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Bank Stocks Are ‘Ridiculously Cheap’ Says Haverford’s Smith


While the Spanish bank bailout is making headlines today, and Moody's (MCO) is readying its latest round of bank downgrades, one money manager is keeping his focus here on the U.S. banks that his firm owns and the potential opportunity to add more exposure soon.

"They're extraordinarily cheap on today's earnings, and let alone what normalized earnings might be two or three years from now. They're ridiculously cheap," says Hank Smith, chief investment officer at Haverford Trust. "Also they're a play on an economy that is expanding, and we don't see a recession going forward."

Smith's general strategy right now is to trim exposure to take some gains when the financials rise, and buy shares on the cheap when they fall. But he still hasn't added to his JP Morgan (JPM) holdings.

"We still think it's [JP Morgan] the highest quality bank in the world despite their trading gaffe. We also own Wells Fargo (WFC), which is another one of the very high quality banks that has held up a little better than JP Morgan here."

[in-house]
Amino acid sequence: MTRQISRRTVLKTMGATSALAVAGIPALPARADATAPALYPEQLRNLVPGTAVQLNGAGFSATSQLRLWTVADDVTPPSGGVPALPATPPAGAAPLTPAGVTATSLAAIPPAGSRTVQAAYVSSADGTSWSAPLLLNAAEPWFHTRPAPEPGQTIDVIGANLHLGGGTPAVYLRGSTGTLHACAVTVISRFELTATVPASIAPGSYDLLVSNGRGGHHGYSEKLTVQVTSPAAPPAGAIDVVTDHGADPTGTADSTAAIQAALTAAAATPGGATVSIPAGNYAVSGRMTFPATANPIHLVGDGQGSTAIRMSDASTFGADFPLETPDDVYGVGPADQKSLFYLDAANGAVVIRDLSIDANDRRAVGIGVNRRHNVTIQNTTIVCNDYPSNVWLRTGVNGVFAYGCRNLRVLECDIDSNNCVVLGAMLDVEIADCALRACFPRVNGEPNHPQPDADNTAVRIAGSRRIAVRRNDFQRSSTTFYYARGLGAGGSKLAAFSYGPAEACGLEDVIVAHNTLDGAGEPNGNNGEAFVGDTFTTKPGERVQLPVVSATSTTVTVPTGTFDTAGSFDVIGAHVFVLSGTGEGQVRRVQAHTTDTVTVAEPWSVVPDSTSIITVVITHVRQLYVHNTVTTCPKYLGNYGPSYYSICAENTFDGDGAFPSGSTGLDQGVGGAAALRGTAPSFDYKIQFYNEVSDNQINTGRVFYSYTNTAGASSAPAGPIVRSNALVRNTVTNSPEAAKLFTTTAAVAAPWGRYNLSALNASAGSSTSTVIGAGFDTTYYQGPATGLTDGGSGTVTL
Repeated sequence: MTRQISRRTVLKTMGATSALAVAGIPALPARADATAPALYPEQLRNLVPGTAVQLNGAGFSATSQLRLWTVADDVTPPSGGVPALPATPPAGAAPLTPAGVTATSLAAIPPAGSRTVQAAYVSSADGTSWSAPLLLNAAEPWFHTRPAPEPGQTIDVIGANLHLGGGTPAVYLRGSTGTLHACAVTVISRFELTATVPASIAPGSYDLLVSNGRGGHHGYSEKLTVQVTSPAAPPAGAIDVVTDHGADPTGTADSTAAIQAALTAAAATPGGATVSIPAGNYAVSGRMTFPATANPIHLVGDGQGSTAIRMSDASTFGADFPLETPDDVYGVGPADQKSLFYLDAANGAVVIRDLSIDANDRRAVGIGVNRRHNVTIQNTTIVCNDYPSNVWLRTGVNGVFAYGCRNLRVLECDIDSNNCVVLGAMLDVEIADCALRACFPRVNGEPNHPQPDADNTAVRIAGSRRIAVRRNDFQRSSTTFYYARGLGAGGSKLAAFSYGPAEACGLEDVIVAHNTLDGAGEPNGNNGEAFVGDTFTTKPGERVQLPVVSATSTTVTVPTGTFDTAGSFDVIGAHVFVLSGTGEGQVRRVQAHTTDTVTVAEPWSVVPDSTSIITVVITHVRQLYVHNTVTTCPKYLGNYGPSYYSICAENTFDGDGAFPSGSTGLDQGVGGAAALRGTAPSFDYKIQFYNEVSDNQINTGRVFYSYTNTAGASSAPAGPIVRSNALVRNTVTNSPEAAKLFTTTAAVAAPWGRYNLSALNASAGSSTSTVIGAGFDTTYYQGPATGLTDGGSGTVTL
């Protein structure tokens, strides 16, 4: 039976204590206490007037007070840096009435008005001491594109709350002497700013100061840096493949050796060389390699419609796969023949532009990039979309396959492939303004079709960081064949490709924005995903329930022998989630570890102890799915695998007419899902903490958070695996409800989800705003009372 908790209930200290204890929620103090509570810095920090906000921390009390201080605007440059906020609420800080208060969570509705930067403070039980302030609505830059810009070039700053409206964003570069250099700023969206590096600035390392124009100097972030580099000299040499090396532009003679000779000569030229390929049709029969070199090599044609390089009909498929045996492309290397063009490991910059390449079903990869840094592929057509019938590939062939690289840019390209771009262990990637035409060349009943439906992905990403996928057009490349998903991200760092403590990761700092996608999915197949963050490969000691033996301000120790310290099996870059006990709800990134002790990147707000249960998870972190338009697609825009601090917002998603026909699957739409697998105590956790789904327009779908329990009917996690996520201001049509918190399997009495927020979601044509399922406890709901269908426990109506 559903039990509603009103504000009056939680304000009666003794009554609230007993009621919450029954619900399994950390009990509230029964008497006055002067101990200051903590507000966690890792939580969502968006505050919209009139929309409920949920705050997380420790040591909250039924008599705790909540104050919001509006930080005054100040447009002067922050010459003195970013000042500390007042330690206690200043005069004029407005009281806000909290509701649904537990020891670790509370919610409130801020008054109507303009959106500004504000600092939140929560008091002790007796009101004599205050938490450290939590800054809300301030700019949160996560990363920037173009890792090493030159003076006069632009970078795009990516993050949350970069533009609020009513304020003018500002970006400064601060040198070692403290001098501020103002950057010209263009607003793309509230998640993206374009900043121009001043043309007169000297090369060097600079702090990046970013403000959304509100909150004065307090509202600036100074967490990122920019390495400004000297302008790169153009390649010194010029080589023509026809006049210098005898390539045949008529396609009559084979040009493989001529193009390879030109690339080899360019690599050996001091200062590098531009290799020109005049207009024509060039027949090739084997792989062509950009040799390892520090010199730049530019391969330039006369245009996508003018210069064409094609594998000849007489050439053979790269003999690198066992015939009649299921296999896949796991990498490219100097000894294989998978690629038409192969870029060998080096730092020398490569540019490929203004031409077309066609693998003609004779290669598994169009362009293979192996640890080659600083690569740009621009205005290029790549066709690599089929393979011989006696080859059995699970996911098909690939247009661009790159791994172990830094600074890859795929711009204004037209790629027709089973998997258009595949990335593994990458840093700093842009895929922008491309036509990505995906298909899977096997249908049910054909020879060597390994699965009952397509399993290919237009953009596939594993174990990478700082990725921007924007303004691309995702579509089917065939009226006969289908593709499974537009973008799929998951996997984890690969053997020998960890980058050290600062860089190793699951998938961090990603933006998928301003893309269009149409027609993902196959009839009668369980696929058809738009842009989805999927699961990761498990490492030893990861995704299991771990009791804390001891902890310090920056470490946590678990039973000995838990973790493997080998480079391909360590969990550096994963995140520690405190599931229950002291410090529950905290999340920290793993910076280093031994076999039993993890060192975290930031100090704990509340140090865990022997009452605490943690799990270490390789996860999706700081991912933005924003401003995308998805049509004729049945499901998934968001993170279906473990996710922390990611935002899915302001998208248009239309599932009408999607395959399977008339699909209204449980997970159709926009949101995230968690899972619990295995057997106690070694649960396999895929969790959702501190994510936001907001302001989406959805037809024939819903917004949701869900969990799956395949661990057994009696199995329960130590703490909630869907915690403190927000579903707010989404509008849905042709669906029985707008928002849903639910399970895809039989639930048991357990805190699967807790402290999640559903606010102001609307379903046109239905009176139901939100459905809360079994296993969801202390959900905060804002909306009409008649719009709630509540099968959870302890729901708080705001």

JP Morgan shares have fallen 17% since announcing an estimated $2 Billion trading loss on May 10th due to a bad hedging strategy. The bank's CEO Jamie Dimon will have a chance to explain the losses before Congress this Wednesday.

Smith says there are two things going on here —Jamie Dimon's image being tainted, and a cloud of uncertainty over how much the losses will amount to.

"Is it two billion, is it four billion, is it five billion, or perhaps is it even less?" he questions. "I think there's enormous potential here if in fact at the end of the day, whether it's a quarter from now or year-end, we find out this trading loss is less than $2 Billion, than this has been a way oversold situation."

Further, Smith doesn't think adopting Basel III standards will challenge the banks. Last week the Fed voted in favor of putting the proposal out for public comment. The Basel agreement, put together by international regulators in wake of the financial crisis, would set a 7% ratio for top tier capital.

Smith points out that most banks passed the latest round of Fed stress testing "with flying colors," and that put the banks through much stricter conditions than Basel standards.